Lung Transplant Could Save Little Lucy's Life
From KSDK TV in Missouri:
Thousands of people are going to bed tonight, waiting for life-saving organ transplants. While many of them are adults, some are just a few months old. Tonight, the story of one child and the journey she and her parents were willing to make in hopes of saving her life.
It's Thursday morning in Denver, Colorado and Lucy Johnson is getting ready for her very first plane ride. At just five months old and with medical problems that would overwhelm any adult, this tiny bundle is leaving the care of Denver's Children's Hospital. Ben Johnson is Lucy's father.
"It's just scary, it's scary and we don't know the outcome," says Johnson.
Baby Lucy is bound for St. Louis, saying farewell to family and friends and a dad who will soon join her.
"We don't know how soon we'll be back, but the way we see it, however long it takes, whatever the outcome is," says Johnson. "It's going to be worth it."
Born in July, six weeks premature, Lucy suffers from a life-threatening condition called Pulmonary Vein Stenosis. Her only hope of a full life, a lung transplant. Read the full news article.
Transplant drug sirolimus shrinks tumors, improves lung function
Study at Cincinnati Children's may hold promise for people with TSC/LAM
CINCINNATI - The drug sirolimus, normally used to help transplant patients fight organ rejection, may eventually be used as a less invasive treatment for a tumor called angiomyolipomata in patients with who would otherwise face surgery. The finding is reported by investigators from Cincinnati Children's Hospital Medical Center and the University of Cincinnati College of Medicine in the Jan.10 edition of The New England Journal of Medicine.
One year of treatment with sirolimus significantly reduced the size of angiomyolipomata by nearly 50 percent in patients with tuberous sclerosis complex (TSC), a rare genetic multi-system disease, or lymphangioleiomyomatosis (LAM), a rare cystic lung disease, according to results of the phase I/II proof-of-concept trial. Sirolimus also improved lung function in the LAM patients. Both TSC and LAM are associated with gene mutations that result in inappropriate activation of mTOR (mammalian target of rapamycin), an enzyme that helps control the growth and proliferation of all cells. Sirolimus inhibits mTOR signaling, researchers said.
"Less invasive therapies are clearly needed to treat the angiomyolipomata that people with TSC and LAM develop, and a drug that maintains or shrinks tumor size may reduce the need for procedures such as surgery," said John Bissler, M.D., lead author of the study and a physician/scientist in the Division of Nephrology and Hypertension at Cincinnati Children's. "Our data suggest that mTOR inhibition with sirolimus may hold promise for treating these and other disease manifestations in patients with TSC and LAM."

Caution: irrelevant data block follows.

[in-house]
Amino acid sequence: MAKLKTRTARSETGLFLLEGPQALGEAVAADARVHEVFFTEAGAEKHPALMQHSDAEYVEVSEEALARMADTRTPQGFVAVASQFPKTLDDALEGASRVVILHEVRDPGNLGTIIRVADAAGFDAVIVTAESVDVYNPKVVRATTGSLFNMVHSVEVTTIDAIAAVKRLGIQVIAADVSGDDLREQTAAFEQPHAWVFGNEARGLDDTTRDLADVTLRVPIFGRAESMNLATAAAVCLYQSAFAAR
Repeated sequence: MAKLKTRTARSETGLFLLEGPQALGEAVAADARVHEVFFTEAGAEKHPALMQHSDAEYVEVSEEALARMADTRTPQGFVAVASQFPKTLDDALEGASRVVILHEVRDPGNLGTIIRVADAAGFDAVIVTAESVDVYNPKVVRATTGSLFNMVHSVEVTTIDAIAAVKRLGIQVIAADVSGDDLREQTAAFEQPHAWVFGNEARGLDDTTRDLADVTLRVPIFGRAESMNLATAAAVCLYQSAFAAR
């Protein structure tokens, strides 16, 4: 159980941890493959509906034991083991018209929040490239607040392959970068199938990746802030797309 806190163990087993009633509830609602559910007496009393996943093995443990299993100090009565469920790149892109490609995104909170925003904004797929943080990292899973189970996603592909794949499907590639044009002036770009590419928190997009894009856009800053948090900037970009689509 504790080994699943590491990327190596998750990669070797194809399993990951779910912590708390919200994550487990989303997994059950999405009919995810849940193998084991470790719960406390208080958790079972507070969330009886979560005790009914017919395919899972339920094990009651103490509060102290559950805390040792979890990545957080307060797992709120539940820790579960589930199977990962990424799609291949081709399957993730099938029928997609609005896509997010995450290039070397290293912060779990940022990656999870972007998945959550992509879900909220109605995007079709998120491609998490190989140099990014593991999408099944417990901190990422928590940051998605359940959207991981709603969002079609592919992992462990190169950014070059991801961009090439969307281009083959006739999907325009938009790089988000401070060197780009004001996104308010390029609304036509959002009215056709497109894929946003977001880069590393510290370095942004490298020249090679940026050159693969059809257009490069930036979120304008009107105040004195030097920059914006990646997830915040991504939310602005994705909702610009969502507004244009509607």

In the study, tumor volume in 20 patients treated with sirolimus for 12 months had significant reductions of about 50 percent. In 18 patients evaluated 12 months after sirolimus treatment stopped average tumor volume had increased again to about 85 percent of the original size. Read the full press release.
Birthday at Home
Double lung transplant recipient Garrett Owens celebrates his second birthday at Herndon home with family.
From The Connection Newspapers in Virginia:
On Dec. 28, 2007, the Owens family celebrated their son Garrett’s second birthday at their Herndon home with a Cars cake, decorations and presents. The celebration was special, as Garrett spent his first birthday at Fairfax Hospital, and has spent a majority of last year in medical care that required a double lung transplant.
"It was really nice to be together and at home," said Deborah Owens, Garrett’s mom. Deborah Owens’ company, 720 Strategies, set up a Web site for Garrett and family, which allowed visitors to send a birthday card to Garrett. As of Jan. 3, the family had received 175 cards, many from people they did not know and from people all over the world.
While Garrett entered his third year of life with smiles, the previous year had been difficult for him and stressful for the family. He was rushed to Reston Hospital Center in December 2006, after what seemed to be a common cold caused a fever of 105 degrees and difficulty breathing. Garrett, less than a year old at the time, tested positive for pneumonia and a virus that is a major cause of respiratory illness in children, affecting the lungs and breathing passages. Read the full story.
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